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Interview: Rob Tokanel and Malick Mercier

Interview: Rob Tokanel and Malick Mercier
Christian Carrion

Christian Carrion talks with the director/lead producer and host of GBH’s new online game show, Internet Expert.

According to a recent study, 1 in 10 eligible voters in America are part of Generation Z, the demographic preceding the millennial generation and consisting of people born in the mid-to-late 90s. This year, a game show is aiming to empower those young voters with the skills and tools they need to vote with confidence in November’s presidential election.

This summer, GBH in Boston, Massachusetts began production of Internet Expert, an online game show that tests contestant’s skills in internet fact-checking, as well as in identifying misinformation on the web. Each episode of the show, which is hosted by student journalist Malick Mercier, features two players competing in various challenges designed to test their knowledge of effective information-vetting tactics in the age of widespread digital journalism.

In the spirit of educational game shows like Where In The World is Carmen Sandiego? and Square One, the program seeks to further embody GBH’s mission to create programs that inspire a joy of learning and foster an informed citizenry.

I recently had the opportunity to speak to Malick, as well as Internet Expert director and lead producer Rob Tokanel, about the inspiration behind the show, the effort that goes into its production, and the pitfalls of producing a digital series amidst the work-from-home reality brought about by the coronavirus pandemic. This interview has been edited for length and clarity.


I’m curious to know how the idea for the show came about.

RT: The genesis of the whole project, I’d say, from the beginning, is GBH News, which is our sort of local news team in Massachusetts, was connecting with the Poynter Institute on a project that’s called VidSpark. VidSpark is a sort of video storytelling lab for local newsrooms, and it’s funded by the Google News division. The idea was “Okay, how are we going to work together to let local newsrooms leverage short-form video and specifically reach new audiences with it?” So that was kind of, like, the initial thing. We want to reach millennial and gen-Z audiences and we want to do short-form video, but it was very wide open from there as far as what we would do. To us, we just thought, especially around elections, that it’s the kind of thing where a lot of the explainer content that you see can be very, just, trying to push information at the viewer, especially coming from news organizations. We wanted to do something that gave young people a little more agency within it, to demonstrate their own skill and show the ways that they can access resources on their own, learn information on their own, so that we weren’t just throwing information and saying “You have to memorize this.”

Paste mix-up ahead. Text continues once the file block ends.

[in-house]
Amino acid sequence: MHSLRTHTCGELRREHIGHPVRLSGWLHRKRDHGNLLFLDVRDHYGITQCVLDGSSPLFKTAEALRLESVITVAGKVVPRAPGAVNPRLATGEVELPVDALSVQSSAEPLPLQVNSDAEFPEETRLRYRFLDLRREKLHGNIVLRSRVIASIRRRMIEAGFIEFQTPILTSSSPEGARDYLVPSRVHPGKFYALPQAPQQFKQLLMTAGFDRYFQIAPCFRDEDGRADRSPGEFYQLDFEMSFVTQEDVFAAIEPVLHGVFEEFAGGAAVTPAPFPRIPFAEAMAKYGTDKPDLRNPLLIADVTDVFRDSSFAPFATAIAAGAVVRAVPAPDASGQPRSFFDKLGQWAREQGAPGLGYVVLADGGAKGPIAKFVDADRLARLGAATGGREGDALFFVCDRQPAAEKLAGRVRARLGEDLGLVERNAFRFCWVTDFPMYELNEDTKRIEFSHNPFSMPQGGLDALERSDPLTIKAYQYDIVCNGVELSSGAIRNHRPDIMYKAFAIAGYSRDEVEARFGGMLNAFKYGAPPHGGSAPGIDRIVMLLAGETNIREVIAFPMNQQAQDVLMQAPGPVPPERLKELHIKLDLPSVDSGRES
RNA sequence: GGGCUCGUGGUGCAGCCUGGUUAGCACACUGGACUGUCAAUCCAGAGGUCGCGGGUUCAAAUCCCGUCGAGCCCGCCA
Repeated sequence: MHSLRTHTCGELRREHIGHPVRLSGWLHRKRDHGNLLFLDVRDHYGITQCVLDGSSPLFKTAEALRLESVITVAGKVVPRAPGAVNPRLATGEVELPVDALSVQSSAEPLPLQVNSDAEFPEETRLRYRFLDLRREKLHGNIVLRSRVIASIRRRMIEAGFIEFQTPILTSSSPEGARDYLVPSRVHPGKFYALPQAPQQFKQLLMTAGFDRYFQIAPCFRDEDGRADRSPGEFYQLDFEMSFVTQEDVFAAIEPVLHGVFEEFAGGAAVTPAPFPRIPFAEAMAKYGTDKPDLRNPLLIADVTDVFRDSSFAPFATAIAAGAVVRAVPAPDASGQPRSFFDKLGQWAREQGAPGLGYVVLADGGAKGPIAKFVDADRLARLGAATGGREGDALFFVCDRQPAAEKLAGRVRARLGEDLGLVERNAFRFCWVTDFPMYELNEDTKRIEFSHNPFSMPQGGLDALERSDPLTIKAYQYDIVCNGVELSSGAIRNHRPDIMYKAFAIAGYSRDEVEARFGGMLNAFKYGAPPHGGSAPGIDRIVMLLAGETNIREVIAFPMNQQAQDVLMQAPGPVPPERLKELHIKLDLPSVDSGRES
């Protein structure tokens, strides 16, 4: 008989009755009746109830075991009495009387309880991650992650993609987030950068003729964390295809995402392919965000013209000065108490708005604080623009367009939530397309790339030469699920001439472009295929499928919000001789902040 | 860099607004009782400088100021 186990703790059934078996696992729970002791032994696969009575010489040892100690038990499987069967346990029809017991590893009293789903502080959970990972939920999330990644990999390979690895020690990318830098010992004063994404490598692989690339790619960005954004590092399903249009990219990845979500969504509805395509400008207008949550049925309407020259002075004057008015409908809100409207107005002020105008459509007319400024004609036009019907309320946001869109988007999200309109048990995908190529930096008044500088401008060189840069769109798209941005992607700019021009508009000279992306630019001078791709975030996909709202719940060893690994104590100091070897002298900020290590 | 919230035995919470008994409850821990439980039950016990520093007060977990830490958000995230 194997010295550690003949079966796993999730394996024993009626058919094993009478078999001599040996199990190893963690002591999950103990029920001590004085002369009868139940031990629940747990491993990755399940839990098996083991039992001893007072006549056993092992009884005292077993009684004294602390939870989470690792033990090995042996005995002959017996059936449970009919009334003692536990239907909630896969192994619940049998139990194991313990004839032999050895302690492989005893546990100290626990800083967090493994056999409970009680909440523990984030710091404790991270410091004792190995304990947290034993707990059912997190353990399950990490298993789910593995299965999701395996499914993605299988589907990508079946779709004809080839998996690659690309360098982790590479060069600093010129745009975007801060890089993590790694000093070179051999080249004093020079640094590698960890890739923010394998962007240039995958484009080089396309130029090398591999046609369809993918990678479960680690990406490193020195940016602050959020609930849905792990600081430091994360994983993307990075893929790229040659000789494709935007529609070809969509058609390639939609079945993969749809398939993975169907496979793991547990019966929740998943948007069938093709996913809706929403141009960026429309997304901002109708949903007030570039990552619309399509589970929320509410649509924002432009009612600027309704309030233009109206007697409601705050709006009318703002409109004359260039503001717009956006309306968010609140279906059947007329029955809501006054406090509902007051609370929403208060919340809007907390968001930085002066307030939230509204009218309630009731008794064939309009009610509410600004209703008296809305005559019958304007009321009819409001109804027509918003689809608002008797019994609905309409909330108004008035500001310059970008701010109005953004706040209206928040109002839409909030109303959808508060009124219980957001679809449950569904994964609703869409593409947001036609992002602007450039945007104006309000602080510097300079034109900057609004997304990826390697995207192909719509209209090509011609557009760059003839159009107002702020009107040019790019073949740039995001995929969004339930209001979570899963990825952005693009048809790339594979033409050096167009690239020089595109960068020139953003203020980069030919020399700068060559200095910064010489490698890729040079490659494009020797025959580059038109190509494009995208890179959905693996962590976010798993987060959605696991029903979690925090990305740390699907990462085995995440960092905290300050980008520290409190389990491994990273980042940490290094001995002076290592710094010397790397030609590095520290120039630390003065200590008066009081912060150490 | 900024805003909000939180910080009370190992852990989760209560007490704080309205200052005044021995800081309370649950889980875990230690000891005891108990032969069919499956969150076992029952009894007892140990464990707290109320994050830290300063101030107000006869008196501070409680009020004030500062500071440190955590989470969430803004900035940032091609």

We came up with this game show concept that was built around media literacy to some degree. Like, how can you go and use resources on the internet to learn how to engage In the democratic process? Initially, we wanted that to be more of a game show set, like something that you would see on television, or a smaller scale version of it, but before the pandemic, we really thought “Okay, we’re going to make a fun little set, we’re going to have two contestants on set, they’ll both have laptops,” and go from there. Then obviously things had to change when we all went to working remotely, so we said, “Okay let’s make the game more of a remote setup.” From there it was like “how do we structure this into a game that doesn’t feel so much like you’re just doing homework on the internet, but has a real objective, has questions that are asked that you can go find an answer to and maybe use the tools that you got out of finding that answer to apply to other aspects of trying to learn about elections.

Right. And I think that the show succeeds because it is fun to watch, and it’s fun to play along with. One of the things I found value in is the knowledge that the contestants have in terms of the tools that they know. I’m learning about websites I’ve never heard of. I watched the episode on misinformation this morning, and one of the contestants knew about a tool that you could use to find deleted tweets form politicians. I had no idea that existed. So in that way I think the show has huge value. How are the contestants selected? What is that process like?

RT: Well, we try to think about what would be fun in terms of, like, setting up something that feels like a natural rivalry story to some degree. The first episode, we has a high school civics teacher and principal and his student who was the class president of the graduating class from the year before. We have one coming up that pits a TikTok journalist versus an Instagram journalist. We’re thinking about who would be fun for a younger audience to watch going through these things, but someone that they would hopefully relate to. If it’s an inter-generational thing, somebody younger and somebody older as contestants, the younger person would be more easily identifiable. But we kinda figured what was nice about this game is that you could take people from different qualification levels, in terms of what you might assume they would know about the topic, but we weren’t asking them for pre-existing knowledge necessarily, but to just be able to parse information on the internet. So you could take a younger contestant who’s maybe not a teacher, but when you put them out onto the internet they’re on equal footing.